Bare wood stain

I have an outdoor sign made of cherry that was given several coats of epifane marine finish years ago.  The finish has started to peel in a few spots, mainly on the end grain and it has had some water damage because of it (see attached photo).  The wood is not rotting, it is just discolored (blackened).  I used a scraper in a small area and was able to easily scrape the wood back to its natural color.

90% of the sign has acceptable wear with its age.  I REALLY don't want to refinish the whole thing.  My question is how you would handle the situation.  I want to get the bare cherry color back and refinish the area and mainly keep the area from getting worse.  Would you handle this like a water stain situation?  Sand back the finish slightly and refinish.  Because of the spot on the sign, I'm not really able to cut back the wood to a new length.

Any suggestions would be appreciated.  Thanks

"In order to achieve greatness we must risk everything"--Steve Jobs
  Re: Bare wood stain by angelosart (Hello, I have an ...)
I had the same thing happen with a bench I made that was finished with Epifanes.  I sanded the damaged areas back to bare wood and then brushed on Epifanes just to those areas until I had the finish built up to about the same level as the rest.  I let that cure a couple of days, then hand sanded the entire bench and applied 2 coats more coats to the whole thing.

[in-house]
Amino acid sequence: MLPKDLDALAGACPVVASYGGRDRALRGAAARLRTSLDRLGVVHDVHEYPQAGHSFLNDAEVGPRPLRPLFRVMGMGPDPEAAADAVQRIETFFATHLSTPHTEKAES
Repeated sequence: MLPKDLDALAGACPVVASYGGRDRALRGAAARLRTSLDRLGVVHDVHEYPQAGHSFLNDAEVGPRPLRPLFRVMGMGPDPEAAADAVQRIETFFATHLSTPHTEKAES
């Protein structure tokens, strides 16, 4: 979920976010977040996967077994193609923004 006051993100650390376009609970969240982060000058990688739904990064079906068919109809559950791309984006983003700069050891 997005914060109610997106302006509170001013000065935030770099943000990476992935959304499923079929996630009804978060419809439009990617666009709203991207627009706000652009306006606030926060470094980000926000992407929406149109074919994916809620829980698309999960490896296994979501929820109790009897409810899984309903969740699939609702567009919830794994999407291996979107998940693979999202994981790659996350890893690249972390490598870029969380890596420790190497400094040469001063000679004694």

If you read the directions for Epifanes it says to add at least one maintenance coat every year.  Better to prevent problems before they happen.  

  Re: Bare wood stain by angelosart (Hello, I have an ...)
    I seem to have made a mistake of applying wood hardener to the affected areas.  When I went to put a coat of epifane varnish over the area, it turned a light red brick color.  See attached photo.  WTF.  Looks like I stained it.  Is the epifane reacting to the wood hardener.  I tried scraping and sanding the end grain and even when I apply a solvent to wipe away the sawdust, I get this color.

What to do now?

Anyone who can figure this one out is a wizard.

"In order to achieve greatness we must risk everything"--Steve Jobs

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